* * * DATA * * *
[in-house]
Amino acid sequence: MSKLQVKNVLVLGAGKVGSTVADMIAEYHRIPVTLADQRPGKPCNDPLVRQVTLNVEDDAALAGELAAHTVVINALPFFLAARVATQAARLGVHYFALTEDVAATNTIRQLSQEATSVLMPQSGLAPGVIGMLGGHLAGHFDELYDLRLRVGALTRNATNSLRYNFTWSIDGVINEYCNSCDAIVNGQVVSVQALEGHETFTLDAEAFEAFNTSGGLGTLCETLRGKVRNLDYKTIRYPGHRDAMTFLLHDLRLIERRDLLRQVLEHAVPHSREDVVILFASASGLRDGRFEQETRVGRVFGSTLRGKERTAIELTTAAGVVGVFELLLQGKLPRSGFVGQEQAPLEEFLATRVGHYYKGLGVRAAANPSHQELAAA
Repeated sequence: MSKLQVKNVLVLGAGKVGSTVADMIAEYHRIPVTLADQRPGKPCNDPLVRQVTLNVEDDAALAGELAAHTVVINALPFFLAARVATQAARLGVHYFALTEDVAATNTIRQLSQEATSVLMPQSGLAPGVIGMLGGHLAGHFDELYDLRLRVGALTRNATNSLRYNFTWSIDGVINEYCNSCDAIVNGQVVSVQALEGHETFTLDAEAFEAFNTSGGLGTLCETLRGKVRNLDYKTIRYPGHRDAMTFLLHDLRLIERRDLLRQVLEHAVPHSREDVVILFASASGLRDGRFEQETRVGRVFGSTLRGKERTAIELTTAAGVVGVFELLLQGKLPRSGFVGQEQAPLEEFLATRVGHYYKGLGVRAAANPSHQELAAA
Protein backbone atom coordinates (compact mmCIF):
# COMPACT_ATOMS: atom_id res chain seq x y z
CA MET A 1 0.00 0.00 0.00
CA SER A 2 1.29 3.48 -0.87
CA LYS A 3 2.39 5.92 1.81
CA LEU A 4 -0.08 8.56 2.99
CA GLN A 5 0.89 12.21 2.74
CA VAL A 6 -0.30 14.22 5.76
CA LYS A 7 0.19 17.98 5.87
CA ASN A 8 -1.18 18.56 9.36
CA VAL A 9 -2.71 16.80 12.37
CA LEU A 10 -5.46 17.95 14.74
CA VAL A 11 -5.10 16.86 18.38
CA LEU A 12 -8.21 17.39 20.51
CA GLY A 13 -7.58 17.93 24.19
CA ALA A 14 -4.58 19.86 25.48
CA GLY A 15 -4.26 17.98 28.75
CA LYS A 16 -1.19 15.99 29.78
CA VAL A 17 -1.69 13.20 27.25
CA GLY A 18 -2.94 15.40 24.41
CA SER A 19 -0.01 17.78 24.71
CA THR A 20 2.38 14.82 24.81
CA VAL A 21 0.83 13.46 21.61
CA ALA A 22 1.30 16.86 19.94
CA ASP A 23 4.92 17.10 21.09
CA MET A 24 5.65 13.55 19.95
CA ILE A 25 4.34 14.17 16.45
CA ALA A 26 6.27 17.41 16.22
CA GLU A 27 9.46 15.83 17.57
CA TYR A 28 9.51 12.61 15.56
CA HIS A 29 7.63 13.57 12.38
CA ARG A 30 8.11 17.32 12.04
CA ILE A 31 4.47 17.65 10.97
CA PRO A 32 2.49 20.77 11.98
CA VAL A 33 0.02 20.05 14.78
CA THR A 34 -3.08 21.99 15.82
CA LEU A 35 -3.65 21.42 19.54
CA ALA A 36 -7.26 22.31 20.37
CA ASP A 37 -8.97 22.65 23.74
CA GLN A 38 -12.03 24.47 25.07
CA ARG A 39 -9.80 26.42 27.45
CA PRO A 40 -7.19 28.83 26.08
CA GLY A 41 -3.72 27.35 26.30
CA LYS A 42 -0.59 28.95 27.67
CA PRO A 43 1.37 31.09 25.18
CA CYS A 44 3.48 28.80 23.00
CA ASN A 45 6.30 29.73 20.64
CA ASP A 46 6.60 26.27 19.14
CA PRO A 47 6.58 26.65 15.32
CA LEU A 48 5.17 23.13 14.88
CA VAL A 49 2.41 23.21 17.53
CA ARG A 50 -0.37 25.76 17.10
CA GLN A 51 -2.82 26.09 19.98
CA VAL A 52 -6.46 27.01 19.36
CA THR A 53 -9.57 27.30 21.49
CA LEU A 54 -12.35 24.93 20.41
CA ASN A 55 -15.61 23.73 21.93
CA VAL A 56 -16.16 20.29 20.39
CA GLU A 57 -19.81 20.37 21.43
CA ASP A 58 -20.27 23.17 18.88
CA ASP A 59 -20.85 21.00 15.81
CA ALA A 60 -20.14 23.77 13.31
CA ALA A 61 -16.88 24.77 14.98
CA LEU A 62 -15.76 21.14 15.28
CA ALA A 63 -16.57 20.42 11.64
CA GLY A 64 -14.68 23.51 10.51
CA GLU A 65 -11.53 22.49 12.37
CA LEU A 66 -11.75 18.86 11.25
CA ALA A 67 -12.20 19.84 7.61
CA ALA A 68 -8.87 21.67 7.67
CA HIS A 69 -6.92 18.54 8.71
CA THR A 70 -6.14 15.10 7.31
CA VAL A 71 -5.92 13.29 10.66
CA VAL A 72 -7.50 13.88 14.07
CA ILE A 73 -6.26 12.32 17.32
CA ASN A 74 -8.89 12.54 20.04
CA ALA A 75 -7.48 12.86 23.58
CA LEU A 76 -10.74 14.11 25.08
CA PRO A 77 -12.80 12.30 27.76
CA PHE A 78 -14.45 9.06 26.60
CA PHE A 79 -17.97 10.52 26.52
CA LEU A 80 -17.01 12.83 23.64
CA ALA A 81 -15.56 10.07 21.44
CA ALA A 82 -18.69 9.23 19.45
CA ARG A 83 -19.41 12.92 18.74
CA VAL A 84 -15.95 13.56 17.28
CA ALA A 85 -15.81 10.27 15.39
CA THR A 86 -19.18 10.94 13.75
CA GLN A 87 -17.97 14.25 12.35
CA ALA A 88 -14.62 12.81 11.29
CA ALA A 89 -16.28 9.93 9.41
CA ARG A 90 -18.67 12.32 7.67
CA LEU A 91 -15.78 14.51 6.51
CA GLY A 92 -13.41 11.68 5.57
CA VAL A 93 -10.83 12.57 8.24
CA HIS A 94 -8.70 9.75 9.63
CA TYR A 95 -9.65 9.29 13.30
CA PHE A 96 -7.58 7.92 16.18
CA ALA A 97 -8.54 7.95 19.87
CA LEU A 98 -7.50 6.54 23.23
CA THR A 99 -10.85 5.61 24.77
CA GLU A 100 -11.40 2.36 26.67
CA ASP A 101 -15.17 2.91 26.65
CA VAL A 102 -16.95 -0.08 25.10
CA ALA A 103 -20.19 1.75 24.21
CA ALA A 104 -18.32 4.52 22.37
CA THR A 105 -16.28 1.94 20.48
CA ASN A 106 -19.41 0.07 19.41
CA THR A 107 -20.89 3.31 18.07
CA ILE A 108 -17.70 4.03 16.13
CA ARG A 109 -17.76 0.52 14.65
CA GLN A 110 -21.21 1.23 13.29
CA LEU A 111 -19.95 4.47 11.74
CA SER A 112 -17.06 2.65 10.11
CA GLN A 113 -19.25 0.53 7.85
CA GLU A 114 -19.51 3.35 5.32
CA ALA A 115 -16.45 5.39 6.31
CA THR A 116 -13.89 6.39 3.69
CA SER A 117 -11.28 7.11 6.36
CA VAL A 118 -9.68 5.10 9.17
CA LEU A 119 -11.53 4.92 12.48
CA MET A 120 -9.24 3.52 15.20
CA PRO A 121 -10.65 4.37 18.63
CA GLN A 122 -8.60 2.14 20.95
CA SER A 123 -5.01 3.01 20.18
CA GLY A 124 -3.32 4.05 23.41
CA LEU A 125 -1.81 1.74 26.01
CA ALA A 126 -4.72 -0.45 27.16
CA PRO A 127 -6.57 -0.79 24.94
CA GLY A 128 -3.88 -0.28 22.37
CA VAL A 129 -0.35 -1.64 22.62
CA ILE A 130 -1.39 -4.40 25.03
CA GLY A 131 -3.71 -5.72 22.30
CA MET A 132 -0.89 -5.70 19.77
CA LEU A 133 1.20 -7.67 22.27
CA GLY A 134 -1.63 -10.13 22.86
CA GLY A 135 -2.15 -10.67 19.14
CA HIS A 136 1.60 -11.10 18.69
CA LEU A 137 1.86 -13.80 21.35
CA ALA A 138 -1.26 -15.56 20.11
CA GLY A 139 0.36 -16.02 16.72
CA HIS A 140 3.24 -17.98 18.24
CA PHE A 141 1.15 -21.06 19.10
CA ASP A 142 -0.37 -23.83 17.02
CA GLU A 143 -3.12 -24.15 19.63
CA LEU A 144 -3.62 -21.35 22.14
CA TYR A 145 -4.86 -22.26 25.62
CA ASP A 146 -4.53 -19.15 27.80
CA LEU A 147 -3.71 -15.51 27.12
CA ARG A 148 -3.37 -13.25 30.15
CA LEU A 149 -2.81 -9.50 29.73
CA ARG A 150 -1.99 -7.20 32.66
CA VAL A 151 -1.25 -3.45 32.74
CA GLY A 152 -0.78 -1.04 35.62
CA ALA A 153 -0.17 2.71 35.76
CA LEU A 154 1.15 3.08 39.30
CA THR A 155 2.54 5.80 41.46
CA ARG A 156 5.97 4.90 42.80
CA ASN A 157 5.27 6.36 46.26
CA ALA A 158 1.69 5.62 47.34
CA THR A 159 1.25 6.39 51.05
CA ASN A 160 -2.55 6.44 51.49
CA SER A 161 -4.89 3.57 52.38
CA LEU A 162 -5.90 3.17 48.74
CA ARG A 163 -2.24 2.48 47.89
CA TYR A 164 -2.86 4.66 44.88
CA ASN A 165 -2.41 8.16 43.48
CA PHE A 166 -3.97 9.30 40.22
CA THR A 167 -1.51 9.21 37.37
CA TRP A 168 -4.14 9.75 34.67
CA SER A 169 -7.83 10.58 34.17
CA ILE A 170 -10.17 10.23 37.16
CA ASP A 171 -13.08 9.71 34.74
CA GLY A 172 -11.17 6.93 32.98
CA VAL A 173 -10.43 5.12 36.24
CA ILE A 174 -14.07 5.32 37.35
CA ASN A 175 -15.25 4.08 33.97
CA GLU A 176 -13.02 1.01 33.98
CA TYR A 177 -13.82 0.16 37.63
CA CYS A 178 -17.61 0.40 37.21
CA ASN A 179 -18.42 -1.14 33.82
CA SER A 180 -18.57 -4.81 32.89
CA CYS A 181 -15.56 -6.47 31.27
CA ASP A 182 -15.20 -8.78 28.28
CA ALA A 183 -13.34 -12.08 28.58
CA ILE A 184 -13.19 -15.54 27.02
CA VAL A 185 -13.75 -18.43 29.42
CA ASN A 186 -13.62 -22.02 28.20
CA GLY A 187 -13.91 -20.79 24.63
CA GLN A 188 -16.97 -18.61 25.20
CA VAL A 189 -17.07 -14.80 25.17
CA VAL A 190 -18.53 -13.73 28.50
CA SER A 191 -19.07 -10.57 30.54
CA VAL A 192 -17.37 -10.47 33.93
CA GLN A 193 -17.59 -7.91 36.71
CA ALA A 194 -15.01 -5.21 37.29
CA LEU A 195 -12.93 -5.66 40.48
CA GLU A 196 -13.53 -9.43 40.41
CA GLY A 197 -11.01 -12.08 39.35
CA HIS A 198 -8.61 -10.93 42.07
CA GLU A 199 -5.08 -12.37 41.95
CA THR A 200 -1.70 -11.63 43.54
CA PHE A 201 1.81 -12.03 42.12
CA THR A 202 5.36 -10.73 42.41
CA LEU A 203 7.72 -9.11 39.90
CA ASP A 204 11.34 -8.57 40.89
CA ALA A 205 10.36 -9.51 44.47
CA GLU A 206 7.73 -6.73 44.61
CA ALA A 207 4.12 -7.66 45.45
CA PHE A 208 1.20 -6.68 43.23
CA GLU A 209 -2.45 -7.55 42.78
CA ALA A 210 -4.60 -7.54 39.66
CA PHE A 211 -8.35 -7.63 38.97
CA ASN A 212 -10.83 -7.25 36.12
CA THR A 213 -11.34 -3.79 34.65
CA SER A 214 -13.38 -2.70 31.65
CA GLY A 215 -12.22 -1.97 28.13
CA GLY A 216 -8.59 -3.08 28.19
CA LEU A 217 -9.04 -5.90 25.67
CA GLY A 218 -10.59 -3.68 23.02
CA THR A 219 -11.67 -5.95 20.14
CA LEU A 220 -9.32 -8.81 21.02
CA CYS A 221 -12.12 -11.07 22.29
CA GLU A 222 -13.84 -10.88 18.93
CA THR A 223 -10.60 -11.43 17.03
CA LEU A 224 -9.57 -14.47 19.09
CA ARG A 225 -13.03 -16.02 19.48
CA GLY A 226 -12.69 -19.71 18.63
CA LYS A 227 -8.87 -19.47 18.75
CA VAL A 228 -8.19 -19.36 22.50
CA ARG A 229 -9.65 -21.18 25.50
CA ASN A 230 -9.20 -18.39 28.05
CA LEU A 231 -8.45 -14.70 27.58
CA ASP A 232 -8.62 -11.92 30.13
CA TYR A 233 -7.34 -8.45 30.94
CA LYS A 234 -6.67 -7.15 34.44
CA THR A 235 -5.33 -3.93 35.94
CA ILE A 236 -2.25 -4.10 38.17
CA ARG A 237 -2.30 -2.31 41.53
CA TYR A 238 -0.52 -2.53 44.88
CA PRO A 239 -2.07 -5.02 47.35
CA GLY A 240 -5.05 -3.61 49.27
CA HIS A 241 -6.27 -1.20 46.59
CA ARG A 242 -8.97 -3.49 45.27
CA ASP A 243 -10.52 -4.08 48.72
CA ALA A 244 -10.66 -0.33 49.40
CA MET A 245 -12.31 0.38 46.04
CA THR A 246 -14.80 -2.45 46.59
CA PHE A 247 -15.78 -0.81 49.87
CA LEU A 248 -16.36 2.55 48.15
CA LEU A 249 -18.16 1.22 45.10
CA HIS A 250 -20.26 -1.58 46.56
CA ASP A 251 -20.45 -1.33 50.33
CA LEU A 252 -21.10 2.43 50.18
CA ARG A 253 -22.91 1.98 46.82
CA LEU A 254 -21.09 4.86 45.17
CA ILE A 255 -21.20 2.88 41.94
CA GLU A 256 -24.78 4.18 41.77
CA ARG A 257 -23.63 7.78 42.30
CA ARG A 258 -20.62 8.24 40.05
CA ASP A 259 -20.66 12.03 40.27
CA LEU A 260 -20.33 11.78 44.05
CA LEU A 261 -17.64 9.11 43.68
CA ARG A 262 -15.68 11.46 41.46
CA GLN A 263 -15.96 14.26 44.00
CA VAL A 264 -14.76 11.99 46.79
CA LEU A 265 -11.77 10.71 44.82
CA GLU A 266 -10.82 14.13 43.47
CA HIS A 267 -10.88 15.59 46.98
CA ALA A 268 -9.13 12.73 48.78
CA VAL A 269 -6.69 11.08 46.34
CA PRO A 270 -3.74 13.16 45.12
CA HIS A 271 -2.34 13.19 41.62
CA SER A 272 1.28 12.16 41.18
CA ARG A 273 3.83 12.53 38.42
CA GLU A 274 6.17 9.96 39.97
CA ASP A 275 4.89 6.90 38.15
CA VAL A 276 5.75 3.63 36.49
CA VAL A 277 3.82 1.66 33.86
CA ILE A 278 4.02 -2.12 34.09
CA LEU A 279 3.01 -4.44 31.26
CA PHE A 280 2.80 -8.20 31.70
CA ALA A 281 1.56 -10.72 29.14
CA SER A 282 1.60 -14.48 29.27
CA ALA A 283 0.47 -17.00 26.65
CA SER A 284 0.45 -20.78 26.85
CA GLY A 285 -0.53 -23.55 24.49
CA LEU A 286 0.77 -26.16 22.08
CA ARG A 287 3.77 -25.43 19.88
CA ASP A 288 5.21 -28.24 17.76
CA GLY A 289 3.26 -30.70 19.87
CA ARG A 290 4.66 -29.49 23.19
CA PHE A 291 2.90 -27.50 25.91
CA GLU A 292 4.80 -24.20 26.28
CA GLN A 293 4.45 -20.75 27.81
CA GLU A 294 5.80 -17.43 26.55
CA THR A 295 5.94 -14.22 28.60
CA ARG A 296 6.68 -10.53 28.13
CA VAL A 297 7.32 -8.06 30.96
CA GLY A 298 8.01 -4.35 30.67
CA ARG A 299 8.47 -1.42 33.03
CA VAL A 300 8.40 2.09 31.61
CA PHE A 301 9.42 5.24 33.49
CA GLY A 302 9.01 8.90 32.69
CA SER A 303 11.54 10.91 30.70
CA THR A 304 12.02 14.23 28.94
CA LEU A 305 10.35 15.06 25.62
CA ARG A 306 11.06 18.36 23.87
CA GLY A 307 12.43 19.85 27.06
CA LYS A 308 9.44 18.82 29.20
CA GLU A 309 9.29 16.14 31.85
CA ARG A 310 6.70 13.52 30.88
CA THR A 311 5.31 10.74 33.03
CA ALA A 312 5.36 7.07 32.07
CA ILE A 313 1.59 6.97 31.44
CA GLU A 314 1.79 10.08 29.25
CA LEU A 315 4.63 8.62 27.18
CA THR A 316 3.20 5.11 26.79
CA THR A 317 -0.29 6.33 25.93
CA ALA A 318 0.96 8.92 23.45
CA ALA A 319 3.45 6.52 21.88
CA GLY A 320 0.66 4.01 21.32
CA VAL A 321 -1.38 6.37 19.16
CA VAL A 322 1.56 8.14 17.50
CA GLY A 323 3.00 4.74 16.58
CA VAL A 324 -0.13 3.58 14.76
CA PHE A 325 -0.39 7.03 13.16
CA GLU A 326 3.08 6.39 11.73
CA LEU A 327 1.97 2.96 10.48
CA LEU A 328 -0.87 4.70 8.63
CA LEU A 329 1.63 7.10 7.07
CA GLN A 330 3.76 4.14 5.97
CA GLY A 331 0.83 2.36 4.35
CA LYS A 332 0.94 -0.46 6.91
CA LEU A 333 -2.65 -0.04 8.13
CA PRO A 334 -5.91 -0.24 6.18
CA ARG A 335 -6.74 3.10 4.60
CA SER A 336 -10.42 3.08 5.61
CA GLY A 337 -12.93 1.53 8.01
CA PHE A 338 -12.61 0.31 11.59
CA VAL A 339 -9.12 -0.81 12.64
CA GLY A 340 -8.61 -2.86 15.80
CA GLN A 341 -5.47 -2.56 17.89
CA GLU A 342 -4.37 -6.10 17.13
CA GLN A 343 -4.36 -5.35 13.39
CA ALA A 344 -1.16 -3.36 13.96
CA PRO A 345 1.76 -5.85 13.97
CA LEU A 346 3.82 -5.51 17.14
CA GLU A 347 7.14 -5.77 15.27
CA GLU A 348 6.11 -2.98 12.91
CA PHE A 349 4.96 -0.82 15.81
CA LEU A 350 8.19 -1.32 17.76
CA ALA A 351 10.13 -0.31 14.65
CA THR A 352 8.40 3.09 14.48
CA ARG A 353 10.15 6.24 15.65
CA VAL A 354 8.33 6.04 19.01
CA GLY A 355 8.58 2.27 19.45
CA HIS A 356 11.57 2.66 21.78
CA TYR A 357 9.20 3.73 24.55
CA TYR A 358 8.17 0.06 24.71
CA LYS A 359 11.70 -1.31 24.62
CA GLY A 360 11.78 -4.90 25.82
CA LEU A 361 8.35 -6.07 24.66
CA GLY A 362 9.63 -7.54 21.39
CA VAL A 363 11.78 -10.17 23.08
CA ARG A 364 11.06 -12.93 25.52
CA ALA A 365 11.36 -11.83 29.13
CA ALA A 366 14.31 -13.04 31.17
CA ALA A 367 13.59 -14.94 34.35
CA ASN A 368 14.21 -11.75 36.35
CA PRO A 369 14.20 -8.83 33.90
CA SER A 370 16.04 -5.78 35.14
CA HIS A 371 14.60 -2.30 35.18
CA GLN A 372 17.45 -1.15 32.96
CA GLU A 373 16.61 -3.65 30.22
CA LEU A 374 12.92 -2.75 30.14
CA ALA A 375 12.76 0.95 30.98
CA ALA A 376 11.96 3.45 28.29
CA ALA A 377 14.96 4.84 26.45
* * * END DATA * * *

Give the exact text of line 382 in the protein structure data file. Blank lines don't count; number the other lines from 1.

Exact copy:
CA ALA A 377 14.96 4.84 26.45